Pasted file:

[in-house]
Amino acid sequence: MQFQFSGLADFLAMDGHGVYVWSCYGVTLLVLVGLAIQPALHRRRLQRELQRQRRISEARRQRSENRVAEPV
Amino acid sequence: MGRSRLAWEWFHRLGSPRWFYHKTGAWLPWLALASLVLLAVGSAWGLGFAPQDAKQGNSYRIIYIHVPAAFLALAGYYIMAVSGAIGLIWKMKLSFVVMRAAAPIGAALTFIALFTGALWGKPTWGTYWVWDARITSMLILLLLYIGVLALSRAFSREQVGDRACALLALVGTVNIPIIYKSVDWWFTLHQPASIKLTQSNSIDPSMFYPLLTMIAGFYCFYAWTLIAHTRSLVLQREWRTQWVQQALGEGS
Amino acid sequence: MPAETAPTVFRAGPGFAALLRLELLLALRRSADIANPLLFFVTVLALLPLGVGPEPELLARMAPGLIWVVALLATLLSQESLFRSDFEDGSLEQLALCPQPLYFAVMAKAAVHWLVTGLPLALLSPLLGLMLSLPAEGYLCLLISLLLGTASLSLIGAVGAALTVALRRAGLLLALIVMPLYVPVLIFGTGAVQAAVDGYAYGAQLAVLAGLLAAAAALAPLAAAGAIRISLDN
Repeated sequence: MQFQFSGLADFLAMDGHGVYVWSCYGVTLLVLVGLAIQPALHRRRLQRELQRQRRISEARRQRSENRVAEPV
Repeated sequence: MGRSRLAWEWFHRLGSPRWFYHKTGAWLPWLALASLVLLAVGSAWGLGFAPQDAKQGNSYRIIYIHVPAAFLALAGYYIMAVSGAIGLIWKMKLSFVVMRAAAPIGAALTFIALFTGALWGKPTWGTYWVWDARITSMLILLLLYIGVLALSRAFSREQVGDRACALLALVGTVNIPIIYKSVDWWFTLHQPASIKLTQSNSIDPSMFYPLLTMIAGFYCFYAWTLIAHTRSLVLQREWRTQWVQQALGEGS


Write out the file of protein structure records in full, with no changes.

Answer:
[in-house]
Amino acid sequence: MQFQFSGLADFLAMDGHGVYVWSCYGVTLLVLVGLAIQPALHRRRLQRELQRQRRISEARRQRSENRVAEPV
Amino acid sequence: MGRSRLAWEWFHRLGSPRWFYHKTGAWLPWLALASLVLLAVGSAWGLGFAPQDAKQGNSYRIIYIHVPAAFLALAGYYIMAVSGAIGLIWKMKLSFVVMRAAAPIGAALTFIALFTGALWGKPTWGTYWVWDARITSMLILLLLYIGVLALSRAFSREQVGDRACALLALVGTVNIPIIYKSVDWWFTLHQPASIKLTQSNSIDPSMFYPLLTMIAGFYCFYAWTLIAHTRSLVLQREWRTQWVQQALGEGS
Amino acid sequence: MPAETAPTVFRAGPGFAALLRLELLLALRRSADIANPLLFFVTVLALLPLGVGPEPELLARMAPGLIWVVALLATLLSQESLFRSDFEDGSLEQLALCPQPLYFAVMAKAAVHWLVTGLPLALLSPLLGLMLSLPAEGYLCLLISLLLGTASLSLIGAVGAALTVALRRAGLLLALIVMPLYVPVLIFGTGAVQAAVDGYAYGAQLAVLAGLLAAAAALAPLAAAGAIRISLDN
Repeated sequence: MQFQFSGLADFLAMDGHGVYVWSCYGVTLLVLVGLAIQPALHRRRLQRELQRQRRISEARRQRSENRVAEPV
Repeated sequence: MGRSRLAWEWFHRLGSPRWFYHKTGAWLPWLALASLVLLAVGSAWGLGFAPQDAKQGNSYRIIYIHVPAAFLALAGYYIMAVSGAIGLIWKMKLSFVVMRAAAPIGAALTFIALFTGALWGKPTWGTYWVWDARITSMLILLLLYIGVLALSRAFSREQVGDRACALLALVGTVNIPIIYKSVDWWFTLHQPASIKLTQSNSIDPSMFYPLLTMIAGFYCFYAWTLIAHTRSLVLQREWRTQWVQQALGEGS